Anahi Rodríguez-López, Jorge Reyes-Esparza, Gerardo González De la Cruz, Patricia Rodríguez- Fragoso, César Millán-Pacheco, Lourdes Rodríguez-Fragoso.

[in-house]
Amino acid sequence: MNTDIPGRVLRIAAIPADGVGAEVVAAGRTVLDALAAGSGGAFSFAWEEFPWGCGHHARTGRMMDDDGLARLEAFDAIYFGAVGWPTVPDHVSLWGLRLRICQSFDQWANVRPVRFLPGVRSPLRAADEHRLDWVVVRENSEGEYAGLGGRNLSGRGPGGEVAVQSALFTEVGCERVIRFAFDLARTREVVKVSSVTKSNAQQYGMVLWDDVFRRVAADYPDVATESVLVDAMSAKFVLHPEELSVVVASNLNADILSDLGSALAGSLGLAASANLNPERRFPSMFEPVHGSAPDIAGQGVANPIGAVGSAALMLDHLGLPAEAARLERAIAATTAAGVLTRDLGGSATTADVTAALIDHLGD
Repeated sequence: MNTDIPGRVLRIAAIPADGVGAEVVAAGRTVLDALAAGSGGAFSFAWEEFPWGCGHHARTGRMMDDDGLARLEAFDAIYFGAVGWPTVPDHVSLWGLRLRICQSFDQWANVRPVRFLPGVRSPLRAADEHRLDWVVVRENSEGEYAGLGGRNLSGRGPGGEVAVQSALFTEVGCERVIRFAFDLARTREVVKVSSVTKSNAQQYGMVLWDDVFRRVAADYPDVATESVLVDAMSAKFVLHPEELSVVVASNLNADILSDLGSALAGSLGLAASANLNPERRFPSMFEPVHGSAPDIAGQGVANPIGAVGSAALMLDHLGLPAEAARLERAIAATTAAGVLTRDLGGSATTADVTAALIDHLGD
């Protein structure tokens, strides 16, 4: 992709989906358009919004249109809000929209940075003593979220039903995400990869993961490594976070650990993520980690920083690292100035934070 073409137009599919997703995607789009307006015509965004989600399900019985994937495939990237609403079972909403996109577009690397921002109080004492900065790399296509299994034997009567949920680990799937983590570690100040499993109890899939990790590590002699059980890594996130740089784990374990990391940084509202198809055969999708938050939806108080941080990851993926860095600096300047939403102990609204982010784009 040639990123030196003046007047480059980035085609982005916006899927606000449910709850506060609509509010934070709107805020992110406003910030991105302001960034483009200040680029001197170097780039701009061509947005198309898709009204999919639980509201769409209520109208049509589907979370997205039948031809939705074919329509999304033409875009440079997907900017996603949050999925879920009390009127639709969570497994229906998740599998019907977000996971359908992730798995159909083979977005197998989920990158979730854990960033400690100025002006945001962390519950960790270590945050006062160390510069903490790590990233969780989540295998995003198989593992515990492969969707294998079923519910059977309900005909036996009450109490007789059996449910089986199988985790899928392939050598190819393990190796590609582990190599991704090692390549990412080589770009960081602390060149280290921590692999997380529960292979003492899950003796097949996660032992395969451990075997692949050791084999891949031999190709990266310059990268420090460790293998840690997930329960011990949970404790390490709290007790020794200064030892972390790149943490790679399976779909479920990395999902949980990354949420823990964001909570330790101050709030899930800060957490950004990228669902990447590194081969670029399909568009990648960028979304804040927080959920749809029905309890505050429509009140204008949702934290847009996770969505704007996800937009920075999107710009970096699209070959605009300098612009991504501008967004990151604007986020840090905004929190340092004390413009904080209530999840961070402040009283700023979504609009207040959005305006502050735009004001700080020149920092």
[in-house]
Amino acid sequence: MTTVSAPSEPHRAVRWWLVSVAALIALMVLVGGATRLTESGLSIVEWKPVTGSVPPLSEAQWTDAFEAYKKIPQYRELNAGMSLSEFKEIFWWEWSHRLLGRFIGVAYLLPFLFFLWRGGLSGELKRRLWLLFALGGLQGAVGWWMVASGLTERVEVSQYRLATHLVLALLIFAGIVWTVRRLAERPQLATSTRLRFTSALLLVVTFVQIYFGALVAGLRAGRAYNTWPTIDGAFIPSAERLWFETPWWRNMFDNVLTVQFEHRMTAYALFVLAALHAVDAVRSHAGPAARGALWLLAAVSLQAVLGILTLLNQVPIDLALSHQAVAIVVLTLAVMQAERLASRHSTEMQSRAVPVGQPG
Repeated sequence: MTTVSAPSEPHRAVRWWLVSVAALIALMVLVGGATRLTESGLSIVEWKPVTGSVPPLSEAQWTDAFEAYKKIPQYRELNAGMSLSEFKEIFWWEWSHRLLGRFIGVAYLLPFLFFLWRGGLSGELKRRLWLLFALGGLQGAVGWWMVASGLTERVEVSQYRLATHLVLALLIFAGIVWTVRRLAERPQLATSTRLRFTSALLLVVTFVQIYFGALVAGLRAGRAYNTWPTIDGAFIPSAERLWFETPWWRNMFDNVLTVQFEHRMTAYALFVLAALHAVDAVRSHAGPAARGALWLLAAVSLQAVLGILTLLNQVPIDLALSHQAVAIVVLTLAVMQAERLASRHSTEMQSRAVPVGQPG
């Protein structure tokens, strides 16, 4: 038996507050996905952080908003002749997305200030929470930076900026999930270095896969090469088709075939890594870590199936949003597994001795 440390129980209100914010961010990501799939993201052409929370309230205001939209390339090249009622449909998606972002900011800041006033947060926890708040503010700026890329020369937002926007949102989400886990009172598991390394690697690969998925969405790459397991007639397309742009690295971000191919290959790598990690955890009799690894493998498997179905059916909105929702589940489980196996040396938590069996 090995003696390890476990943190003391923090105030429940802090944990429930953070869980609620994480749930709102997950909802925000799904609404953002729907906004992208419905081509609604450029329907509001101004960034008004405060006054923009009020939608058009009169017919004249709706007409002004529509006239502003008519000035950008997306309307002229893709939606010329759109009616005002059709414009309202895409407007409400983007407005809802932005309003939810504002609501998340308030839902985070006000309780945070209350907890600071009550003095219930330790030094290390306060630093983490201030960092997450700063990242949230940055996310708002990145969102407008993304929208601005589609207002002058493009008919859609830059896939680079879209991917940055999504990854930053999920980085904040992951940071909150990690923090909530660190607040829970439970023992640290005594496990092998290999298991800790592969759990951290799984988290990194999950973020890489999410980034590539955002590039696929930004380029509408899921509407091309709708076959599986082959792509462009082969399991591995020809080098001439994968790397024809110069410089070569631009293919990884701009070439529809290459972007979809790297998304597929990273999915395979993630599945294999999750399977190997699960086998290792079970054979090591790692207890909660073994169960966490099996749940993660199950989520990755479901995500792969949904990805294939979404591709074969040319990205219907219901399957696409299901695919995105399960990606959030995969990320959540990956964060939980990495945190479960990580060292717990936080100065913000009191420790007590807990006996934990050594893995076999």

Erythrocytes are sensitive to the effects of interaction with external agents and pathogens, which results in biochemical and morphological changes. This study evaluated the effects of CdS-dextrin nanoparticles on the biocompatibility, morphology and ζ-potential of erythrocytes in vitro. Blood was obtained from healthy male Wistar rats and erythrocytes were obtained by centrifugation. Hemolysis and topographicalanalyses were done using spectrophotometry and AFM, respectively. Determination of ζ-potential and molecular docking were also performed. CdS-dextrin quantum dots were evaluated at 0.1, 1, 10, and 100 μg/mL. CdS-dextrin quantum dots produced hemolysis (5%) with all concentrations used. Morphological changes included loss of biconcavity, and surface cracks were observed with 0.1 and 1 μg/mL during 30 min of exposure. When erythrocytes were incubated for 60 minutes this resulted in loss of concavity, increased size, and the presence of surface accumulations, which increased in a concentration dependent manner. The ζ-potential values did not change, regardless of the concentration of quantum dots. The analysis of CdS-dextrin quantum dots uptake showed that they did not enter the cell, though green fluorescence surrounding the erythrocytes was observed. The molecular docking revealed that dextrin of quantum dots might be interacting with glucose transporter GLUT1. Therefore, the interaction of CdSdextrin quantum dots with erythrocytes induce minimal hemolysis but important morphological changes. It is not clear if these changes could be associated with functional changes. These preliminary findings provide evidence that nanomaterials can interact with erythrocytes and might cause associated pathophysiological processes following human exposure.View pdf